The most valuable thing a music publisher and record label can have is well organized catalog metadata. The more clean metadata the better, if one wants to get paid.
With a clean and thorough catalog one can get the most from YouTube. It will also allow one to maximize efforts in all music industry aspects including physical sales, streaming services, touring, and radio airplay.
Metadata Specific to YouTube
An asset on YouTube is a container of intellectual property. There are two primary types of music assets, composition and sound recording, containing all of their respective metadata.
Composition asset. Metadata required for composition assets include, but are not limited to:
Sound recording asset. Metadata required for sound recording assets include, but are not limited to:
Because one’s music has global exposure outside of YouTube there are a few more data points to consider:
A note on YouTube Metadata
RightsFlow amassed the initial metadata database and created the technology that ultimately became the YouTube CMS. Then the NMPA (National Music Publishers Association) and Harry Fox Agency, in their settlement deal with YouTube, added to their databases to YouTube, in one of the first large data dumps. Many parties have since added their own metadata to the YouTube data set.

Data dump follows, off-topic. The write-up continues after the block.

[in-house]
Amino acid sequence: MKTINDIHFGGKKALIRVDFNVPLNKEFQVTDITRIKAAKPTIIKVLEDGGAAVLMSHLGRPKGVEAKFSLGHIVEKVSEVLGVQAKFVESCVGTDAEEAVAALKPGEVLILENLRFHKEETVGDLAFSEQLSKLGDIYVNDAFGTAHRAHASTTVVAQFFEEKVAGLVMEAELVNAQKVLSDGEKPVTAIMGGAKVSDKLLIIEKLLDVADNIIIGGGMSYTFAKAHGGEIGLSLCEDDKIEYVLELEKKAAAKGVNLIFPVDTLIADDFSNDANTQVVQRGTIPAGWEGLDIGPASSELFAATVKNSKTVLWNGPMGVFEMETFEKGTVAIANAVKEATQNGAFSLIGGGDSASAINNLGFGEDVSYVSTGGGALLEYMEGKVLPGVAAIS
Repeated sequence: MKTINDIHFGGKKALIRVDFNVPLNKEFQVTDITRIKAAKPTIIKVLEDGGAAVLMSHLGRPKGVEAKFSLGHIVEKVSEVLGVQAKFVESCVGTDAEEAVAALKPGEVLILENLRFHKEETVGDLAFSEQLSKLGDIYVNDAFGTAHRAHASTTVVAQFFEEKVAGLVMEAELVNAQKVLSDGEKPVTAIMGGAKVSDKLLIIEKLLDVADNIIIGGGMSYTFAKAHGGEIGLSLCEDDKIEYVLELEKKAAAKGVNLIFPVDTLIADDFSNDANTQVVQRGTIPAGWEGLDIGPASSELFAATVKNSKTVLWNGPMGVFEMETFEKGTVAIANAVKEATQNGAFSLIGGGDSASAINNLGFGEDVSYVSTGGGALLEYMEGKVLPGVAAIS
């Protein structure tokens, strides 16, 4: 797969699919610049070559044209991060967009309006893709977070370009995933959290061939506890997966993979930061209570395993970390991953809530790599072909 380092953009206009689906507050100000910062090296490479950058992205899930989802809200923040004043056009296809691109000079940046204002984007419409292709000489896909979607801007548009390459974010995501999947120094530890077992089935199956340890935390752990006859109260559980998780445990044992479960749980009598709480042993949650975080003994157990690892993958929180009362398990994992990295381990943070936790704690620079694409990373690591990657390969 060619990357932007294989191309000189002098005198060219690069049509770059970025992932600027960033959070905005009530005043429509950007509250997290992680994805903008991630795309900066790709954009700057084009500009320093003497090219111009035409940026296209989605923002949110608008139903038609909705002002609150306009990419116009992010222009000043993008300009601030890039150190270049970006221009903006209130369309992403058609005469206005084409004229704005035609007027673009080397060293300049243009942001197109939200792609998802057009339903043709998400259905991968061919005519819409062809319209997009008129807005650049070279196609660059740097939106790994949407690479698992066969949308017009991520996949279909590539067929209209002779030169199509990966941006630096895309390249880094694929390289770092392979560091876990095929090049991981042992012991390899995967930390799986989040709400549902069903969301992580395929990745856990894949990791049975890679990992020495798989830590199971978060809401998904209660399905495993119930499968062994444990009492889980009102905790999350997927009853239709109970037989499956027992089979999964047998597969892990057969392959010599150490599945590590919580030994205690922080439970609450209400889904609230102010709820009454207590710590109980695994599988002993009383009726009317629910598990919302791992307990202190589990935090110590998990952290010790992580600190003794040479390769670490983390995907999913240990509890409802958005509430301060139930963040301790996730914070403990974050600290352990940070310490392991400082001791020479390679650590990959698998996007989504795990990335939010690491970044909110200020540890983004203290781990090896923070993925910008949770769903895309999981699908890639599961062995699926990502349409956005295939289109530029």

YouTube now has the most robust and largest collection of music rights information that exist.
With all of this in mind, the data contained and accessible within the CMS is not perfect and contains errors. The good news that rightsholders have the powerful ability to edit and confirm the data pertaining to the copyrights they control.
Metadata can be edited and delivered to YouTube a few ways.
What is VEVO?
Vevo is a multichannel music video network that started in 2009. It is a joint venture between Universal, Sony, Google and Abu Dhabi Media. VEVO serves official music videos exclusively, to attract premium advertising. Some live performance and exclusive content featured, but rarely. There is no User Generated Content (UGC) on VEVO.